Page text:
In addition to contributing to the knowledge on human evolution in Algeria and North Africa, the PALEONORTHAFRICA research project has broader socioeconomic impacts, including training students and benefiting local people. In terms of training, the research project provided a strong educational component by training both post-graduate and graduate Archaeology and natural sciences students, as well as modernizing Paleolithic Archaeology in Algeria. For instance, post-graduate students are given the opportunity to study the rich fossil bone and lithic artifact assemblages yielded by Ain Hanech excavations for their doctoral dissertation including: 1) The function of the oldest stone tools by Veronica Mardones from the University of Burgos, 2) Early hominid cognitive abilities in manufacturing and manipulating stone tools by Lucia Rodriguez Gonzalez from the University of Burgos, 3) early hominid subsistence activities by Nadia Kandi from the University of Algiers. The principal investigator is also affiliated with the Institute of Archaeology of the University of Algiers, and had an average of 30 archaeology undergraduate students who attended the Ain Hanech fieldwork. They greatly benefited from learning the whole process of Paleolithic excavations and curation of archaeological remains. The Ain Hanech project has also contributed to modernize archaeological studies in Algeria by introducing the multidisciplinary character of paleolithic studies, applying new methods and excavation techniques, and exposing local archaeologists and students to contact with scientists from many parts of the world participating in the project.

The village, in which our investigations took place, has also benefited socio-economically from our research project. First, during each fieldwork we have provided modest salaries to several local people for occasional labor assistance such as digging and removing sediments near the excavation, and cooking for the excavation team. Second, we presented lectures and organized an open house for local people to visit our excavation where they had the opportunity to see closely the retrieved archaeological materials. In all these events, we emphasized the pertinence of the excavated cultural heritage for the region and for the human evolutionary studies.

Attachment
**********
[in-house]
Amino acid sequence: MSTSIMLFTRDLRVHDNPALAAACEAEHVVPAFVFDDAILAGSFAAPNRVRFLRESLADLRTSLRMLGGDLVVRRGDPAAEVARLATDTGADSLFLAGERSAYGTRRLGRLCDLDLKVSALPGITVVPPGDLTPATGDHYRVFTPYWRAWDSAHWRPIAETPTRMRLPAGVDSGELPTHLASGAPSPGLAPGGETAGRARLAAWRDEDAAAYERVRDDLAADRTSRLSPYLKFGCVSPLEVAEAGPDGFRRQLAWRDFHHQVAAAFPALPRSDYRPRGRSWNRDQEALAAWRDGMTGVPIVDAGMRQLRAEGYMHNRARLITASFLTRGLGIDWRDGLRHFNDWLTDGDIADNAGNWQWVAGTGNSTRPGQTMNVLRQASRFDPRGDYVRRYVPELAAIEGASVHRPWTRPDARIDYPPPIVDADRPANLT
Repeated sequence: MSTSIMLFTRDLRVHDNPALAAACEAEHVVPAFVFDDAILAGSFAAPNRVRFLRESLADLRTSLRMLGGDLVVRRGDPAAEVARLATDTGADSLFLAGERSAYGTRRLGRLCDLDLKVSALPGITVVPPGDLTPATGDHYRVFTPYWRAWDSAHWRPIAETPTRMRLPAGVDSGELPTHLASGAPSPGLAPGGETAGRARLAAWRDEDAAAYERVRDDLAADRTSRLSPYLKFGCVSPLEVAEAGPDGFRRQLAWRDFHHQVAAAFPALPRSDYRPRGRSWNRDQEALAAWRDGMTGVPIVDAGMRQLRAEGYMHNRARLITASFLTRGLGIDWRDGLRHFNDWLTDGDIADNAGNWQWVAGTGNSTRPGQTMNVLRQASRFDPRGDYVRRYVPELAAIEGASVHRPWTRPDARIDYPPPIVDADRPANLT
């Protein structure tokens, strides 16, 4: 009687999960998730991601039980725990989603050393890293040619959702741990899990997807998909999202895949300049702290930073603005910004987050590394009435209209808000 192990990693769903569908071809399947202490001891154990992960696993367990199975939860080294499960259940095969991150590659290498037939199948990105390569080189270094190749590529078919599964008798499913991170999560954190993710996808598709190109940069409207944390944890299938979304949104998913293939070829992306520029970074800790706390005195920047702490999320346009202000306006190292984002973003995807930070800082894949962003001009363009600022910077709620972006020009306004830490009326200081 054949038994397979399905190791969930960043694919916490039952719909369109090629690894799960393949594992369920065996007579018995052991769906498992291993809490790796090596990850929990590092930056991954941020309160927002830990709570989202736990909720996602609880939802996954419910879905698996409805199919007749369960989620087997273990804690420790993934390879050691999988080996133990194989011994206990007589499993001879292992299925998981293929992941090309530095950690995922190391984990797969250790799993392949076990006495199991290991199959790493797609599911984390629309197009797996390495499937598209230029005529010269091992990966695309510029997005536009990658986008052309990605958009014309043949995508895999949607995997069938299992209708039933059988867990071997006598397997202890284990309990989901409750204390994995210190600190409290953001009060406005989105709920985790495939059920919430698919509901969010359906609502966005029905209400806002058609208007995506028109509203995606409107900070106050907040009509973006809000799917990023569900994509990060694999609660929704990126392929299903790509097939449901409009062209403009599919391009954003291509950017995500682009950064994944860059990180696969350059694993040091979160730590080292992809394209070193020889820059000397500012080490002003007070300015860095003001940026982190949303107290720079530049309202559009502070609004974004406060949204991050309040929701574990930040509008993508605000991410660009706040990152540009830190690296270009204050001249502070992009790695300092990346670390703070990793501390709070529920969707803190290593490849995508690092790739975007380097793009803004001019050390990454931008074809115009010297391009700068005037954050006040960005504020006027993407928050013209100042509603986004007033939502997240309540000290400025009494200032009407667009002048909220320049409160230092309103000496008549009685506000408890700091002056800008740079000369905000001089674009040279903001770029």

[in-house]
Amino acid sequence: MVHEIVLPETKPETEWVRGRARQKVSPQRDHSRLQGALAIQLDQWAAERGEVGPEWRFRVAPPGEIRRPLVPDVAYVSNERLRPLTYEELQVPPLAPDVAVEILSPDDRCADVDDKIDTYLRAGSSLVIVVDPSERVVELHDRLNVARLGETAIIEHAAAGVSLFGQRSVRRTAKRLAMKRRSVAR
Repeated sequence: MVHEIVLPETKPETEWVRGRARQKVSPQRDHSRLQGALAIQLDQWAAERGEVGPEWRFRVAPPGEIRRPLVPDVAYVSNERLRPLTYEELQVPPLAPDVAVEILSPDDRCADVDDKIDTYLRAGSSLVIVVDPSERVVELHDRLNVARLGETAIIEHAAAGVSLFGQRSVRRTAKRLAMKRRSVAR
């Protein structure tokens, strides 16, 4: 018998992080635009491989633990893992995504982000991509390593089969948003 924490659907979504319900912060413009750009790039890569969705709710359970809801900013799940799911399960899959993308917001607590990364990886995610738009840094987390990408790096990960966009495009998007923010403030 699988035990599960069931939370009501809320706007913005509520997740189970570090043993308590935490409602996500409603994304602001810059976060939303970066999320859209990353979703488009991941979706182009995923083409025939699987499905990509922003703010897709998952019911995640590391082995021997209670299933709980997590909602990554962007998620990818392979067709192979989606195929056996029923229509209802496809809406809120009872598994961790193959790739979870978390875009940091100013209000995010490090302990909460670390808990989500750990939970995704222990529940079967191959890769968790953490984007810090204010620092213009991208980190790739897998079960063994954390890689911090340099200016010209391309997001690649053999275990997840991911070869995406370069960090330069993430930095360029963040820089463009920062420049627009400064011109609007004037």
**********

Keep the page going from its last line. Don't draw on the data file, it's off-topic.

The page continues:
In addition, research project has wider societal impacts, including gender equality, involvement of other actors, and cultural heritage awareness. In terms of gender equality, the Ain Hanech project involved in the research female scientists who played a major role in both fieldwork and laboratory analyses. For instance, Dr. Isabel Caceres has led the taphonomic and archaeozoological components of the project, and Technicians Pilar Fernandez-Colon and Elena Lacasa were responsible for the preservation and restauration of the fossil bone assemblages. There are also currently three female post-graduate students working on pertinent scientific aspects of the project for their doctoral degrees. Furthermore, numerous female Archaeology students from the University of Algiers and the University of Sétif attended fieldwork as part of their training for pursuing their Bachelor of Arts degree in Archaeology.

The researcher has also made all the effort to involve other actors for the promotion of our research and outreach such as museums. In this respect, the researcher is collaborating with the Bardo National Museum in Algeria for long-term storage of the excavated archaeological remains from Ain Hanech, as well as providing the scientific information and fossil bone and stone tool samples generated from the project for a permanent exhibit on early hominid occupation in North Africa. The inauguration of the exhibit is scheduled for May 2015. Furthermore, the researcher has helped establishing two scientific and academic cooperation agreements between the host institution (CENIEH) and two Algerian institutions, namely the Institute of Archaeology of the University of Algiers and the National Center for Prehistoric, Anthropological and Historical Research (CNRPAH). The agreements will allow CENIEH scientists to carry out research in Algeria in collaboration with their Algerian colleagues, and Algerian young scientists and post-graduate students will benefit from training in the CENIEH state of the art scientific facilities.